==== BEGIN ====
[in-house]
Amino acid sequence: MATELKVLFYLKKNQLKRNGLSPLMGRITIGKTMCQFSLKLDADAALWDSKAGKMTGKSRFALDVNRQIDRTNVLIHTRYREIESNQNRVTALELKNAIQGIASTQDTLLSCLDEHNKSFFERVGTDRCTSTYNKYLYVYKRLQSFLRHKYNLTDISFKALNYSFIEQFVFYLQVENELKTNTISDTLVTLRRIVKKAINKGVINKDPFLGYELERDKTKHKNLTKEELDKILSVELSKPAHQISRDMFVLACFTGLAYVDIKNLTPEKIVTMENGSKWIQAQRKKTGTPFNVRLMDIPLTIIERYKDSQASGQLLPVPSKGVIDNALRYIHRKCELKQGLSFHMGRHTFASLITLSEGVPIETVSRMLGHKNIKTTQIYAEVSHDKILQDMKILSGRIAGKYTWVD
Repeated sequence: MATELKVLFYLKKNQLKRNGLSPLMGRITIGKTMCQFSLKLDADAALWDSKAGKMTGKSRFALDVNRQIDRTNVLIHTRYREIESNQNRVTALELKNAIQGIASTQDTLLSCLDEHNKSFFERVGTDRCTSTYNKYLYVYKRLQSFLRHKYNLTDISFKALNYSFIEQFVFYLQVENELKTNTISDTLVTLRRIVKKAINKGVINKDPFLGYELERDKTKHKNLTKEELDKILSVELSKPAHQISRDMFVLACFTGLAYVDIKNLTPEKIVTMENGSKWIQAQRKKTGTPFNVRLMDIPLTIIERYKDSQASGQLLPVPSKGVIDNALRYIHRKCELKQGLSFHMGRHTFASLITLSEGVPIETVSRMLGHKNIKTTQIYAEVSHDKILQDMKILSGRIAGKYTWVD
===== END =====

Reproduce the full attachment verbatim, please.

[in-house]
Amino acid sequence: MATELKVLFYLKKNQLKRNGLSPLMGRITIGKTMCQFSLKLDADAALWDSKAGKMTGKSRFALDVNRQIDRTNVLIHTRYREIESNQNRVTALELKNAIQGIASTQDTLLSCLDEHNKSFFERVGTDRCTSTYNKYLYVYKRLQSFLRHKYNLTDISFKALNYSFIEQFVFYLQVENELKTNTISDTLVTLRRIVKKAINKGVINKDPFLGYELERDKTKHKNLTKEELDKILSVELSKPAHQISRDMFVLACFTGLAYVDIKNLTPEKIVTMENGSKWIQAQRKKTGTPFNVRLMDIPLTIIERYKDSQASGQLLPVPSKGVIDNALRYIHRKCELKQGLSFHMGRHTFASLITLSEGVPIETVSRMLGHKNIKTTQIYAEVSHDKILQDMKILSGRIAGKYTWVD
Repeated sequence: MATELKVLFYLKKNQLKRNGLSPLMGRITIGKTMCQFSLKLDADAALWDSKAGKMTGKSRFALDVNRQIDRTNVLIHTRYREIESNQNRVTALELKNAIQGIASTQDTLLSCLDEHNKSFFERVGTDRCTSTYNKYLYVYKRLQSFLRHKYNLTDISFKALNYSFIEQFVFYLQVENELKTNTISDTLVTLRRIVKKAINKGVINKDPFLGYELERDKTKHKNLTKEELDKILSVELSKPAHQISRDMFVLACFTGLAYVDIKNLTPEKIVTMENGSKWIQAQRKKTGTPFNVRLMDIPLTIIERYKDSQASGQLLPVPSKGVIDNALRYIHRKCELKQGLSFHMGRHTFASLITLSEGVPIETVSRMLGHKNIKTTQIYAEVSHDKILQDMKILSGRIAGKYTWVD